Photo by Dominic Alves/Creative Commons
I am coming out of the closet: I have made out with straight girls (before and after coming out as a lesbian) at parties on several occasions. I am not ashamed to identify with this often stigmatized activity because it provided me with insight into my sexuality as well as an entire relationship. The phenomenon of sexual interaction between self-identified straight girls is a very structured activity from the perspective of an observer, but the internal experience of the participants varies widely and presents an interesting window into the concept of heteroflexibility.
We’ve all seen it happen, often in a very predictable way: two girls, usually close friends, get drunk at a party and somehow decide to make out in front of an audience of a varying size but always including a large proportion of straight men. The scene ends with an obligatory cheer from the onlookers and an obligatory loud proclamation from the lip-lockers that they are, indeed, “soooooooo drunk.
But there appears to be more going on here than what meets the eye. In a 2010 article by Leila J. Rupp and Verta Taylor called “Straight Girls Kissing,” the authors walk readers through an interesting dissection of the straight girls kissing phenomenon and the ways it can be an interesting example of heteroflexibility. The article researched this phenomenon at the infamous UCSB and boiled it down to an act motivated by one of three factors: male attention, experimentation, and same-sex desire.
One of the biggest reasons why straight girl kissing is stigmatized is because it is sometimes motivated by the desire for male attention. Although a desire among straight girls for male attention is not surprising, the critique comes from the fact that the male attention is perceived to be objectifying and crass. Calls of “dayummmmm,” “fuuuuuuck” or “that’s so hot” may not be outright degrading, but the fact that these comments are exclusively offered as responses to women’s bodies and sexual acts makes them more offensive than empowering for many women. I don’t mean to sound judgmental, but until a man uses these same phrases to cheer professors on, and not just girls drunkenly kissing, I’ll continue to label these comments as a pain in the ass when I’m trying to kiss a woman out of love and not desire to entertain.
Despite the objectification, the male gaze in this situation actually serves some good–it gives the straight women permission to be sexual with one another. Experimentation is the second motivation Rupp and Taylor present for straight girl kissing. Our society might be working toward erasing stigma applied to the queer community, but we aren’t quite there yet (and if we aren’t accepting of two feminine-looking women making out, we have a LONG way to go). Men cheering and observing (albeit in an objectifying and degrading way) allows women to experiment with other women without being immediately labeled as lesbian or bisexual, a concept called heteroflexibility.
I am sure many queer women would disagree when I say heteroflexibility is a good thing–you have worked hard to accept yourself as a queer woman and feel it is unfair that these women get the benefit of lesbian sex without enduring the inequalities queer women face in other arenas. However, why are we so surprised women are enjoying being sexual with other women? If we are arguing for equality and therefore less judgment, why are we judging straight women for flirting with the same-sex attraction we know and love?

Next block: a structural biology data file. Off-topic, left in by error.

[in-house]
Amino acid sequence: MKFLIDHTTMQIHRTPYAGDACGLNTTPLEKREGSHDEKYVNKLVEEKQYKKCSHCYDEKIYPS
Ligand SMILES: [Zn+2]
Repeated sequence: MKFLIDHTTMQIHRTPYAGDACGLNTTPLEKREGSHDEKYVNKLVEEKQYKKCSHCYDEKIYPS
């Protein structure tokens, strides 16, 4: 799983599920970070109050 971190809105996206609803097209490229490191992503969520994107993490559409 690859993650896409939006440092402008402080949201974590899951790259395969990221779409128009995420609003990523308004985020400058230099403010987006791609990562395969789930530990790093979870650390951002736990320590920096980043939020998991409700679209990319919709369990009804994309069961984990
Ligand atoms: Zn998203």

Furthermore, as a lesbian whose first kiss was, in fact, a straight girl make out at a party, these moments of experimentation can be extremely instrumental in exploring one’s sexuality in a relatively safe space. The third motivation that Rupp and Taylor discovered when interviewing UCSB straight girls was same-sex desire. I highly doubt I am the only person who discovered same-sex attraction through a casual make out with a close female friend.
The fact is, heteroflexibility is exclusively granted to women, and is one of the few perks of being the gender whose worth is judged primarily based on appearance and ability to serve as a sexual object. Rupp and Taylor make the apt point that straight guys making out in front of girls is a less common occurrence at parties because men are not granted heteroflexibility, and it often makes it harder to acknowledge one’s sexuality. If guys were allowed, let alone encouraged, to make out casually at a party without being permanently labeled as a fag, experimentation and homosexuality as a man might be an easier label to identify with. Mad props to guys who identify with being DL, because I know from experience that staying closeted is emotionally and pragmatically difficult, not to mention the risks of engaging in sometimes unsafe sexual practices when trying to keep things anonymous, but for people wishing to eventually be open about their sexual preference, heteroflexibility can be a crucial tool.
The bottom line is–same-sex experimentation is a complicated topic. It may not be possible to determine whether the heteroflexibility is worth the sexual objectification, but at least for me, the mind-warping experience of chemistry with my soon-to-be girlfriend when we had our first kiss at a random frat party was an internal experience that far outweighed the discomfort of giving some guy in a bro tank a boner. And when she pulled me into the bathroom and closed the door, the realization that our public straight girl kissing was now private lesbian sex made every drop of degradation worth it.
Click here for Rupp and Taylor’s original article.